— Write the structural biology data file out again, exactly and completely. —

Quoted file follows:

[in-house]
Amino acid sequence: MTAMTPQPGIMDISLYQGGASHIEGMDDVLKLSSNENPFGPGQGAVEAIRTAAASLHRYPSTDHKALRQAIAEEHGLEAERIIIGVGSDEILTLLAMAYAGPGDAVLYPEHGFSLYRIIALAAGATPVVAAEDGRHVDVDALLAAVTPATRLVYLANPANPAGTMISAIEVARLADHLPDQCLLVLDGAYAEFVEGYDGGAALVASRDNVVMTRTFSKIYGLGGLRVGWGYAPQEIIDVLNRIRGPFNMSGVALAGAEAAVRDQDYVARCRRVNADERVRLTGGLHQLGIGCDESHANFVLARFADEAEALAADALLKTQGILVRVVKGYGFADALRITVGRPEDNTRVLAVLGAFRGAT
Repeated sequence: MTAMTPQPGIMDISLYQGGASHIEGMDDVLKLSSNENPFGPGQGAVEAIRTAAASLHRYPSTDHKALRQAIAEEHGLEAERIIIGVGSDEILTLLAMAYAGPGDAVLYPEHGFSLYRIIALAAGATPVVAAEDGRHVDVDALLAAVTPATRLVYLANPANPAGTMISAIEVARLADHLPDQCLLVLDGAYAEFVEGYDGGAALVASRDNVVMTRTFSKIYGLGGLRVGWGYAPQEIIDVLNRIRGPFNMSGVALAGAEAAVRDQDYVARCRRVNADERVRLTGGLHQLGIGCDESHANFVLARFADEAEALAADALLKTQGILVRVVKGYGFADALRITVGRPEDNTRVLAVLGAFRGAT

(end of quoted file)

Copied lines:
[in-house]
Amino acid sequence: MTAMTPQPGIMDISLYQGGASHIEGMDDVLKLSSNENPFGPGQGAVEAIRTAAASLHRYPSTDHKALRQAIAEEHGLEAERIIIGVGSDEILTLLAMAYAGPGDAVLYPEHGFSLYRIIALAAGATPVVAAEDGRHVDVDALLAAVTPATRLVYLANPANPAGTMISAIEVARLADHLPDQCLLVLDGAYAEFVEGYDGGAALVASRDNVVMTRTFSKIYGLGGLRVGWGYAPQEIIDVLNRIRGPFNMSGVALAGAEAAVRDQDYVARCRRVNADERVRLTGGLHQLGIGCDESHANFVLARFADEAEALAADALLKTQGILVRVVKGYGFADALRITVGRPEDNTRVLAVLGAFRGAT
Repeated sequence: MTAMTPQPGIMDISLYQGGASHIEGMDDVLKLSSNENPFGPGQGAVEAIRTAAASLHRYPSTDHKALRQAIAEEHGLEAERIIIGVGSDEILTLLAMAYAGPGDAVLYPEHGFSLYRIIALAAGATPVVAAEDGRHVDVDALLAAVTPATRLVYLANPANPAGTMISAIEVARLADHLPDQCLLVLDGAYAEFVEGYDGGAALVASRDNVVMTRTFSKIYGLGGLRVGWGYAPQEIIDVLNRIRGPFNMSGVALAGAEAAVRDQDYVARCRRVNADERVRLTGGLHQLGIGCDESHANFVLARFADEAEALAADALLKTQGILVRVVKGYGFADALRITVGRPEDNTRVLAVLGAFRGAT